A five, or seven, year ‘loophole’… some context

President Obama has called for changing the depreciation schedule for newly aquired non-commercial aircraft from five to seven years. Jay Carney, the president’s press secretary calls the current two-year schedule difference a special tax loophole.  As you might imagine, this has pushed the aviation alphabet groups into damage control mode.

Being of limited ability to comprehend “Washington speak” I decided it would be good to run through a few numbers to see if I could understand (and create some context for myself) what the President is recommending.

Scenario: I’m in the market for Piper Matrix for my Midwest-based three-state construction company. List price for a Garmin G1000-equipped Matrix is $939,950. According to Crest Capital’s Tax Deduction Calculator I can deduct: $500,000 (Section 179), $219,975 (50% Bonus Depreciation deduction), and the remaining $219,975 is placed on the company’s balance sheet and depreciated over five years ($43,995 per year). Total first year deduction will be $763,970. [It should be reiterated that neither the Section 179 and Bonus Depreciation deductions aren’t the “special tax loophole” the President seeks to close.]

My construction company will bill $45 million this year and earn an industry average 3.9% return or $1,755,000 net income. That puts my company at the 34% marginal corporate tax rate with a $603,500 federal tax bill.

However, my Matrix purchase reduces my net income and tax bill to $991,030 and $336,950.20, respectively. That’s a 44% tax savings in year one of owning the Matrix.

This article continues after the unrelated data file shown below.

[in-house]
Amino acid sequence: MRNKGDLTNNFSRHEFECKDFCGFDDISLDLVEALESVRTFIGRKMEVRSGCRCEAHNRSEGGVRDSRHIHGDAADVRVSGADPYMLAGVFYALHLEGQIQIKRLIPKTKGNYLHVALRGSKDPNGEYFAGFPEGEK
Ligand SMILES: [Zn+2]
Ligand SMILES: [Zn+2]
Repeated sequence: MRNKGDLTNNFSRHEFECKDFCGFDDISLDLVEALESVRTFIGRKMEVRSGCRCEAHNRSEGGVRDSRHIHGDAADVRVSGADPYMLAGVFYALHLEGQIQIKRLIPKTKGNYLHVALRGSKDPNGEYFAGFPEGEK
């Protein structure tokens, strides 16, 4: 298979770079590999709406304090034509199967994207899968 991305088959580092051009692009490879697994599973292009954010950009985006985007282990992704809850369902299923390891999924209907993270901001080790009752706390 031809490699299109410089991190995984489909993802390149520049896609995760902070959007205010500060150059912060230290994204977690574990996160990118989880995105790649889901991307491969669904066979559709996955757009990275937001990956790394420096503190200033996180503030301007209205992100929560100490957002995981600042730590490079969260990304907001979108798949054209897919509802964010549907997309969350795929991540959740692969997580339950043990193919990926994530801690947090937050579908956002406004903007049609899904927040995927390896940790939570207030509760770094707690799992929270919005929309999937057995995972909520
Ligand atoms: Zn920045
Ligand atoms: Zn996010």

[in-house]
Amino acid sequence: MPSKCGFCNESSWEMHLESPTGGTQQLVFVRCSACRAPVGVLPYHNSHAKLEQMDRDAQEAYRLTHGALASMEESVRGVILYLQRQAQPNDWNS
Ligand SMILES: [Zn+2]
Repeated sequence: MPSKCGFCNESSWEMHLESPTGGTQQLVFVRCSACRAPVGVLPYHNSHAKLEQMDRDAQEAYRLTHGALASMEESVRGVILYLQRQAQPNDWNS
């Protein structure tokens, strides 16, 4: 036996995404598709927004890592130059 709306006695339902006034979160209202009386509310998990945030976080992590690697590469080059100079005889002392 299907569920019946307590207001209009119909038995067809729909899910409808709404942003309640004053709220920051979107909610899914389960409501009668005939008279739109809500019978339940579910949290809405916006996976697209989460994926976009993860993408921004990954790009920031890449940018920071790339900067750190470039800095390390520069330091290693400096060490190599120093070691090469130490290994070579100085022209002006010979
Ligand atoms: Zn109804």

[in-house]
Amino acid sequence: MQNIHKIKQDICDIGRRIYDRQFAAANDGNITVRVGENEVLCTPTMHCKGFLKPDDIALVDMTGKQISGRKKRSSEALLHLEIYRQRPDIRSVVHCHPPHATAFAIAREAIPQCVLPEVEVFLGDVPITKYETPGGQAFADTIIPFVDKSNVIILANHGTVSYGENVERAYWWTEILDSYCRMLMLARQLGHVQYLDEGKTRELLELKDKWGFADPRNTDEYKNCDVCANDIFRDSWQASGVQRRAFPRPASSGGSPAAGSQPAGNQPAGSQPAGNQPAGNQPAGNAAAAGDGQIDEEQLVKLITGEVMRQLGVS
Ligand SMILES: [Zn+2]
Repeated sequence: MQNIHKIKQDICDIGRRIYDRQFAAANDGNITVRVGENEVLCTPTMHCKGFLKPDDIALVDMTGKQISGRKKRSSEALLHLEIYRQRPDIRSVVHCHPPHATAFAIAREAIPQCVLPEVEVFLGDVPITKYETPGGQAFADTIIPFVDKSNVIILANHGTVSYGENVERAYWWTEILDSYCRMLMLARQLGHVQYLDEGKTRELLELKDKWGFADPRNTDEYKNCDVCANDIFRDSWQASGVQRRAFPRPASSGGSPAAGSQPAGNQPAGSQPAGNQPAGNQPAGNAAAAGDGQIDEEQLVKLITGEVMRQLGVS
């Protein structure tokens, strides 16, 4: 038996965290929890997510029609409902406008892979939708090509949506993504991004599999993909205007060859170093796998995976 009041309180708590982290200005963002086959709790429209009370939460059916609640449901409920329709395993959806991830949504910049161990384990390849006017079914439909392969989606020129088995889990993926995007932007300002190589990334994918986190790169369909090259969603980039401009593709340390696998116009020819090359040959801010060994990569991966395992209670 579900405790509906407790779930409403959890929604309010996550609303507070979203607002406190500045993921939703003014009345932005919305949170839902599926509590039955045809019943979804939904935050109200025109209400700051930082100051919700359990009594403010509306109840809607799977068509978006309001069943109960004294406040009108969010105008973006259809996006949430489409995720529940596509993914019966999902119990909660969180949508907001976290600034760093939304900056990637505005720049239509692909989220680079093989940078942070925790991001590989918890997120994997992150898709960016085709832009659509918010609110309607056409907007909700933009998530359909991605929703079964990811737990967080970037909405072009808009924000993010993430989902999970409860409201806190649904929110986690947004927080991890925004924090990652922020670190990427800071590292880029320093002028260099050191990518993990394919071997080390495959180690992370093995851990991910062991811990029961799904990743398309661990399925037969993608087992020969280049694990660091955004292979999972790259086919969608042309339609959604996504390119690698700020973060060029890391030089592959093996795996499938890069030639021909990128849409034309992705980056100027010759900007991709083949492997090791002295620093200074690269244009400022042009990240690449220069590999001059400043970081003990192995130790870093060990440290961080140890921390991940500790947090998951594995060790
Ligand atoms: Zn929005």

If the “special tax loophole” is closed and my company must depreciate the Matrix over seven years, my net income and tax bill, using the numbers cited above, will be $1,003,600 and $341,224, respectively.

The difference? $4,273.80 in additional federal tax revenue for the government the year I buy the Matrix. And if my company performs the next year like it will this year, my tax bill will top $600,000 unless I elect to purchase those ten $95,000 dump trucks I have my eye on.

Adjusting the depreciation schedule — I mean closing the “special tax loophole” — from five to seven years will produce roughly $300 million in additional revenue for the government. That is 3/10th of 1% of the $85 billion sequester.

I’ve tried to not inject my opinion in the above numbers and comments. In fact, my CPA confirmed my numbers are accurate as relate to 2013. But I must say, a depreciation table is NOT a “special tax loophole.”

This whole discussion feels like trying to save a person mauled by a bear with a simple band-aid. That won’t work, and neither will this. While this may appear critical of the President, and it is, I’m firmly of the opinion that no elected official in Washington is honestly interested in solving the puzzle. If they were, they would.


  1. Jscott says

    Hmm. Sure wish I could depreciate my planes and hangars. Oh, but wait. I’m a private citizen and not a business. I get no deduction at all. But the local municipalities apply the business ethics of stating that I should have depreciated out my hangars by the end of the lease for the dirt they sit on when they confiscate the hangars. For me, it’s a loss that I can’t deduct.

    The point being that the tax code needs a serious overhaul. I don’t want to see damaging taxes imposed on businesses, but at the same time, let’s treat everyone on the same footing. There is no magic bullet to fix the current problems. We need a lot less government, a lot less people on the government dole, and more income to run the government. But half of the population is always clamoring for the government to do more. So we get more government, which costs more money.

  2. Dennis Reiley says

    The entire idea of depreciation is ridiculous. A business expenditure, principal and interest, should be deductible from revenue in the year it occurs. Losses should be recoverable in succeeding years. Profit is profit and loss is loss. All depreciation has done is increase the complexity of income tax rules.